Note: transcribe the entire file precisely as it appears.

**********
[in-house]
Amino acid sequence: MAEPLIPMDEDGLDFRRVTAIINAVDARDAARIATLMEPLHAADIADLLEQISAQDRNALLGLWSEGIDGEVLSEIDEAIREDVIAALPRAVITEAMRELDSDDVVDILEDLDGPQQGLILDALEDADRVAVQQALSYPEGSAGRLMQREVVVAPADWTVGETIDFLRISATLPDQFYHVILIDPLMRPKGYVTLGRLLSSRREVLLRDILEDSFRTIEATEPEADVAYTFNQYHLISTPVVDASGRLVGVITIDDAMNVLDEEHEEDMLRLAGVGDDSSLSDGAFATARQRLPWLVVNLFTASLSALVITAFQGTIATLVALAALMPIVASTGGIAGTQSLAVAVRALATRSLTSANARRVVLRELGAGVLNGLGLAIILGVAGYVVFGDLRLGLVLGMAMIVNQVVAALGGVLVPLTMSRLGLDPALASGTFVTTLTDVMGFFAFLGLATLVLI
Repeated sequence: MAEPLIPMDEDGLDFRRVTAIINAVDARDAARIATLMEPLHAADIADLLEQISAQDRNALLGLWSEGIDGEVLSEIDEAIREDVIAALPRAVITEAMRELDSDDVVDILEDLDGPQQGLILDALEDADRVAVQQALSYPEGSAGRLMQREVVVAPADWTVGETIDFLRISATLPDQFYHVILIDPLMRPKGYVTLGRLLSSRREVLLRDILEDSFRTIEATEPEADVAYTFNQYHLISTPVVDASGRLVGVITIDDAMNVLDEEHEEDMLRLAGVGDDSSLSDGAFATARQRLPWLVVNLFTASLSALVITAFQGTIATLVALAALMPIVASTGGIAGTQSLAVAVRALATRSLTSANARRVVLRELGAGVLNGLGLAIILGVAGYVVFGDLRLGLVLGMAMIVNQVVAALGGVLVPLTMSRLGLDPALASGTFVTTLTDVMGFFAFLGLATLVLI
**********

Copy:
[in-house]
Amino acid sequence: MAEPLIPMDEDGLDFRRVTAIINAVDARDAARIATLMEPLHAADIADLLEQISAQDRNALLGLWSEGIDGEVLSEIDEAIREDVIAALPRAVITEAMRELDSDDVVDILEDLDGPQQGLILDALEDADRVAVQQALSYPEGSAGRLMQREVVVAPADWTVGETIDFLRISATLPDQFYHVILIDPLMRPKGYVTLGRLLSSRREVLLRDILEDSFRTIEATEPEADVAYTFNQYHLISTPVVDASGRLVGVITIDDAMNVLDEEHEEDMLRLAGVGDDSSLSDGAFATARQRLPWLVVNLFTASLSALVITAFQGTIATLVALAALMPIVASTGGIAGTQSLAVAVRALATRSLTSANARRVVLRELGAGVLNGLGLAIILGVAGYVVFGDLRLGLVLGMAMIVNQVVAALGGVLVPLTMSRLGLDPALASGTFVTTLTDVMGFFAFLGLATLVLI
Repeated sequence: MAEPLIPMDEDGLDFRRVTAIINAVDARDAARIATLMEPLHAADIADLLEQISAQDRNALLGLWSEGIDGEVLSEIDEAIREDVIAALPRAVITEAMRELDSDDVVDILEDLDGPQQGLILDALEDADRVAVQQALSYPEGSAGRLMQREVVVAPADWTVGETIDFLRISATLPDQFYHVILIDPLMRPKGYVTLGRLLSSRREVLLRDILEDSFRTIEATEPEADVAYTFNQYHLISTPVVDASGRLVGVITIDDAMNVLDEEHEEDMLRLAGVGDDSSLSDGAFATARQRLPWLVVNLFTASLSALVITAFQGTIATLVALAALMPIVASTGGIAGTQSLAVAVRALATRSLTSANARRVVLRELGAGVLNGLGLAIILGVAGYVVFGDLRLGLVLGMAMIVNQVVAALGGVLVPLTMSRLGLDPALASGTFVTTLTDVMGFFAFLGLATLVLI